musicLed Zeppelin to release alternative Stairway To Heaven after 43 years
Arts and Entertainment
High-flyer: Chris Pratt in 'Guardians of the Galaxy'
filmHe was homeless in Hawaii when he got his big break. Now the comic actor Chris Pratt is Hollywood's new favourite action star
Sport
Van Gaal said that his challenge in taking over Bobby Robson's Barcelona team in 1993 has been easier than the task of resurrecting the current United side
footballA colourful discussion on tactics, the merits of the English footballer and rebuilding Manchester United
Life and Style
Sainsbury's could roll the lorries out across its whole fleet if they are successful
tech
Travel
The shipping news: a typical Snoozebox construction
travelSpending the night in a shipping container doesn't sound appealing, but mobile crash pads are popping up at the summer's biggest events
Arts and Entertainment
'Old Fashioned' will be a different kind of love story to '50 Shades'
film
Arts and Entertainment
Tracey Emin's 'My Bed' is returning to the Tate more than 15 years after it first caused shockwaves at the gallery
artTracey Emin's bed returns to the Tate after record sale
Arts and Entertainment
Smart mover: Peter Bazalgette
filmHow live cinema screenings can boost arts audiences
Environment
Neil Young performing at Hyde Park, London, earlier this month
environment
Caption competition
Caption competition
Latest stories from i100
Have you tried new the Independent Digital Edition apps?
Daily Quiz
Independent Dating
and  

By clicking 'Search' you
are agreeing to our
Terms of Use.

Save the tiger: The animals bred for bones on China’s tiger farms

The animals bred for bones on China’s tiger farms

The big cats kept in captivity to perform for paying audiences and then, when dead, their bodies used to fortify wine
A former custard factory, a Midlands bog and a Leeds cemetery all included in top 50 hidden spots in the UK

A former custard factory, a Midlands bog and a Leeds cemetery

Introducing the top 50 hidden spots in Britain
Ebola epidemic: Plagued by fear

Ebola epidemic: Plagued by fear

How a disease that has claimed fewer than 2,000 victims in its history has earned a place in the darkest corner of the public's imagination
Chris Pratt: From 'Parks and Recreation' to 'Guardians of the Galaxy'

From 'Parks and Recreation' to 'Guardians of the Galaxy'

He was homeless in Hawaii when he got his big break. Now the comic actor Chris Pratt is Hollywood's new favourite action star
How live cinema screenings can boost arts audiences

How live cinema screenings can boost arts audiences

Broadcasting plays and exhibitions to cinemas is a sure-fire box office smash
Shipping container hotels: Pop-up hotels filling a niche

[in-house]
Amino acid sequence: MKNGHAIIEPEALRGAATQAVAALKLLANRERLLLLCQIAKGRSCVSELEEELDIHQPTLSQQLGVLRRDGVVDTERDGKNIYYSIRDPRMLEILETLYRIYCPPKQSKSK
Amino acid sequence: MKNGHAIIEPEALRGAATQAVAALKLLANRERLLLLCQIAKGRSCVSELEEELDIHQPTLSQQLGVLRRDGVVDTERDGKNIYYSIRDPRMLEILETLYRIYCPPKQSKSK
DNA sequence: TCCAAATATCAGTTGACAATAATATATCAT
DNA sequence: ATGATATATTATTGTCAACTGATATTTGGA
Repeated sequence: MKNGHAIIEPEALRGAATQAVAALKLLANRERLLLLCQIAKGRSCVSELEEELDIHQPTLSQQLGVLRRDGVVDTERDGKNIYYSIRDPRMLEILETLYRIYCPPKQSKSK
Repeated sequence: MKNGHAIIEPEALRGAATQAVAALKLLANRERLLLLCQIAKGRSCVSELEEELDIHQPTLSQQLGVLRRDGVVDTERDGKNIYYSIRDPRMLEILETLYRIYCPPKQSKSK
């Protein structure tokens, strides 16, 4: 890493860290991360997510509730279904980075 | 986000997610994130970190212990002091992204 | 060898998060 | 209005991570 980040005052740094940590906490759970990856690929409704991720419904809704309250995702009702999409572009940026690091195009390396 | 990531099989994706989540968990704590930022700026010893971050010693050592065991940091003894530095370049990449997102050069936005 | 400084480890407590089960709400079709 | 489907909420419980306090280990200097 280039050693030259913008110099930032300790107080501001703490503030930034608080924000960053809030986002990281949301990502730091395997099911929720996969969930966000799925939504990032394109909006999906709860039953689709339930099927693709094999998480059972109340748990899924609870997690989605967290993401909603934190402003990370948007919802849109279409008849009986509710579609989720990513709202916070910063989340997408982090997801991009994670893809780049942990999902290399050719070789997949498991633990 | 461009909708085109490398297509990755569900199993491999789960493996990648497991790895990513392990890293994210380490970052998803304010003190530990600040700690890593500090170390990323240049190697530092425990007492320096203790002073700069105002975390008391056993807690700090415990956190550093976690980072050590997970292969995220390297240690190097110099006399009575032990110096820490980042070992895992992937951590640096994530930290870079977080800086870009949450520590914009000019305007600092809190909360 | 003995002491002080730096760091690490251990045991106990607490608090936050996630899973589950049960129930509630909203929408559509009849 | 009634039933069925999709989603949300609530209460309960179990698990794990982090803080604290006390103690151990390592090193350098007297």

Pop-up hotels filling a niche

Spending the night in a shipping container doesn't sound appealing, but these mobile crash pads are popping up at the summer's biggest events
Native American headdresses are not fashion accessories

Feather dust-up

A Canadian festival has banned Native American headwear. Haven't we been here before?
Boris Johnson's war on diesel

Boris Johnson's war on diesel

11m cars here run on diesel. It's seen as a greener alternative to unleaded petrol. So why is London's mayor on a crusade against the black pump?
5 best waterproof cameras

Splash and flash: 5 best waterproof cameras

Don't let water stop you taking snaps with one of these machines that will take you from the sand to meters deep
Louis van Gaal interview: Manchester United manager discusses tactics and rebuilding after the David Moyes era

Louis van Gaal interview

Manchester United manager discusses tactics and rebuilding after the David Moyes era
Will Gore: The goodwill shown by fans towards Alastair Cook will evaporate rapidly if India win the series

Will Gore: Outside Edge

The goodwill shown by fans towards Alastair Cook will evaporate rapidly if India win the series
The children were playing in the street with toy guns. The air strikes were tragically real

The air strikes were tragically real

The children were playing in the street with toy guns
Boozy, ignorant, intolerant, but very polite – The British, as others see us

Britain as others see us

Boozy, ignorant, intolerant, but very polite
How did our legends really begin?

How did our legends really begin?

Applying the theory of evolution to the world's many mythologies
Watch out: Lambrusco is back on the menu

Lambrusco is back on the menu

Naff Seventies corner-shop staple is this year's Aperol Spritz